Earlier this year I uncovered a box of videotapes I had recorded over a period spanning from 1985 through the late 90s. The eclectic collection included such TV shows as Magnum P.I., The A-Team, Columbo, NYPD Blue, and Seinfeld. There were also many movies in the mix, and most of them are in great condition for viewing. When I found A Christmas Carol (1951) starring Alastair Sim as the miserly Scrooge, I put it aside as a Christmas present to be watched closer to the holiday.
Having just viewed the movie, I understand why Sim is called the “definitive” Scrooge by many critics. The film – released as Scrooge in the U.K. – realizes the essence of the characters and London of that time period, but more importantly Sim rises above the rest of those who have portrayed Scrooge due to a multi-layered performance that captures the wicked brutality of the man but also his underlying good heart.
Even in the first portion of the film before he is visited by the ghost of Jacob Marley (Michael Hordem), Scrooge spouts “Humbug” but Sim allows us to see underneath the veneer. We realize this is a man who once celebrated Christmas as well as anyone but was changed somehow. He fights against that former self when his nephew Fred (Brian Worth) visits his office and invites him for Christmas dinner. So ingrained is the greedy nature that has subsumed him, he scoffs at the offer and complains about Fred’s marriage to a poor girl. Later, as he leaves Bob Cratchit (an excellent Mervyn Johns) and makes a snide remark about “retiring to Bedlam” (since Cratchit is so poor and yet says “Merry Christmas”), we can see that he is a lost soul heading out into a dark night to mark Christmas all alone.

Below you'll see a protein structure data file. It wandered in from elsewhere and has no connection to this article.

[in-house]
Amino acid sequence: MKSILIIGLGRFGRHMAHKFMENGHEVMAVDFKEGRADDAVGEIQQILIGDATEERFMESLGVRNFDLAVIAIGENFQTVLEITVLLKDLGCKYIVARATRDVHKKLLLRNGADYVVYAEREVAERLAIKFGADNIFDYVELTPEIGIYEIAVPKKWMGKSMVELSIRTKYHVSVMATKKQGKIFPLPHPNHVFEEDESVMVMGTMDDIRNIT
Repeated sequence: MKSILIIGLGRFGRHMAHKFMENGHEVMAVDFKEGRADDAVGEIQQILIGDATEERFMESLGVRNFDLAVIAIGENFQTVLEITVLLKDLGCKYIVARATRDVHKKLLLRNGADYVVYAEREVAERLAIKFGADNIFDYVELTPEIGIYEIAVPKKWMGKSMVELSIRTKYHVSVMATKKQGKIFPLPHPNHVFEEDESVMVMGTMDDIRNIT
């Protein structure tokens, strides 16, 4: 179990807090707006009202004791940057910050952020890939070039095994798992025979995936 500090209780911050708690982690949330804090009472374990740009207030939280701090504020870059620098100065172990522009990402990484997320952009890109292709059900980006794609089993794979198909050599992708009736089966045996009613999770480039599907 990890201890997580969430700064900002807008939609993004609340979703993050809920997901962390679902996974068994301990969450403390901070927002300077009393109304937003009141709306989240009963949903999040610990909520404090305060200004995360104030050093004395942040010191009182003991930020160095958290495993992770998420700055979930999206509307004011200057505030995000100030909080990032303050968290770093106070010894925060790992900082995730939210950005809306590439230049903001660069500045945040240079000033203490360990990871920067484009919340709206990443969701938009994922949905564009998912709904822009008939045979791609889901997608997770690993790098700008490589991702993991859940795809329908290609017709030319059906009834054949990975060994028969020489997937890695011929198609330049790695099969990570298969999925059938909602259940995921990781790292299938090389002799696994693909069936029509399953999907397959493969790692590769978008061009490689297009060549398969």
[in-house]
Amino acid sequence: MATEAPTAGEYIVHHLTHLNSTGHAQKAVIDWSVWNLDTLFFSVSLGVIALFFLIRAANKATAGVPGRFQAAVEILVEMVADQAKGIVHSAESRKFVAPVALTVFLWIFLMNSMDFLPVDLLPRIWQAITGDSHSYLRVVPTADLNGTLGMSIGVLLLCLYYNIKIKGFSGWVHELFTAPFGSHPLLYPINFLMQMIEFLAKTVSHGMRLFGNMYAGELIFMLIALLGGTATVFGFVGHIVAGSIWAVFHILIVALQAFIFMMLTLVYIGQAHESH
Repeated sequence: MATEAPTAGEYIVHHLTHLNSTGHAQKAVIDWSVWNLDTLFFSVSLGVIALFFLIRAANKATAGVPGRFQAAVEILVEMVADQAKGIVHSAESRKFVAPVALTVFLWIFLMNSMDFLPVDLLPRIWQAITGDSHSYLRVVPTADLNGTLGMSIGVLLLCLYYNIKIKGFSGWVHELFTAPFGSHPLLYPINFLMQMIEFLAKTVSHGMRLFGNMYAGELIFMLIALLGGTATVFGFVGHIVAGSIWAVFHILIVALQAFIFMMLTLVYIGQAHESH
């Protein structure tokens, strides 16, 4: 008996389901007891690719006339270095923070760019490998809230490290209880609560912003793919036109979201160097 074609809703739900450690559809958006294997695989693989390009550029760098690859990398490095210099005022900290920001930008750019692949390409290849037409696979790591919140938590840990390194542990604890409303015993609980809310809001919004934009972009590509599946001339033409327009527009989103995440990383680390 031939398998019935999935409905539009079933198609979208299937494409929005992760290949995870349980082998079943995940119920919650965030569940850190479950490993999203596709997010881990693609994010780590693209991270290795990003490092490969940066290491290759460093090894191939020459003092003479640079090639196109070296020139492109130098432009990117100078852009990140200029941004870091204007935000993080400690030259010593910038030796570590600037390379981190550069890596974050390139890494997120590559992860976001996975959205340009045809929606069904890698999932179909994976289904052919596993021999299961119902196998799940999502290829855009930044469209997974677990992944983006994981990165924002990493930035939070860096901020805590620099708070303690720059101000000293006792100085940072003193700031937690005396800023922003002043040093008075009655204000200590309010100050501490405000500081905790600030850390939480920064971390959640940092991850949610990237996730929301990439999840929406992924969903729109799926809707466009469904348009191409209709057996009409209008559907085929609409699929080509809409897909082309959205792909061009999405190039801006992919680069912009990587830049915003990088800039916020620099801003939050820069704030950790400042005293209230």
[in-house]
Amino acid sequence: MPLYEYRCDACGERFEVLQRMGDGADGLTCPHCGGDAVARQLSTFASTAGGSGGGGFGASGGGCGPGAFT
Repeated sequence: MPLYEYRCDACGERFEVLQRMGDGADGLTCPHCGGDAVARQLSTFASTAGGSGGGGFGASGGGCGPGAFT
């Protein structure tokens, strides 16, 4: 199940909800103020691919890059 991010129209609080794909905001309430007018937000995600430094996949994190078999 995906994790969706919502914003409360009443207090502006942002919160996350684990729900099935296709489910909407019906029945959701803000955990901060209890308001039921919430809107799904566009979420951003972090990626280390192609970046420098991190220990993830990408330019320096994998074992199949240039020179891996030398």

Sim begins Scrooge’s remarkable transformation slowly, but on film it takes a deft actor to achieve the nuances so well. As Marley shakes his chains and Scrooge cowers on the floor, we already see the ice that encases his heart start thawing. Then, as each spirit takes Scrooge on a journey of “reclamation,” his layers are peeled back, his cold heart warmed, and he starts thinking of his fellow human beings again.
It didn’t hurt Sim to be surrounded by so many fine actors (even Patrick MacNee as a young Jacob Marley). There is also a slam-bang musical score by Richard Addinsell, and Brian Desmond Hurst’s direction is topnotch. The entire feel of the movie is just right, taking us to that cold and dreary London of the 1830s where the poor kept getting poorer and dying, just as Tiny Tim (Glyn Dearman) would most surely had if not for the change in Scrooge’s heart.
When Scrooge wakes up on Christmas morning a changed man, Sim is a revelation as his face shows a transmogrified spirit, almost as if he has shed his skin and become a new being. His enlightened expression and happy demeanor scares the housekeeper Mrs. Dilber (a delightful Kathleen Harrison), who thinks he has gone off his rocker, but he chases her down the stairs, gives her money, and a kiss. We see the new Scrooge not just as a happy man but as the one he was always meant to be.
I think most people know this story and have seen a film version or two, including the most recent one with Jim Carrey. But no one has seen A Christmas Carol the way it was meant to be (as close to the text of the novella by Charles Dickens as it can be) unless they have seen this one. Sim will make you cry as you see him watch his sister die for a second time and ask for her forgiveness, but in the end we are left with the catharsis that no doubt Dickens wanted us to have when Scrooge walks with a healthy Tiny Tim down a London street.
This is a man who indeed knows how to keep Christmas, and Sim brings us there and leaves us smiling. If nothing else, you should see this film to witness a great actor inhabit a role and leave an indelible image of that character in your mind. Whenever someone says something about Ebenezer Scrooge, I envision Sim in his top hat grumbing “Humbug!” After you watch this film I believe you will too.
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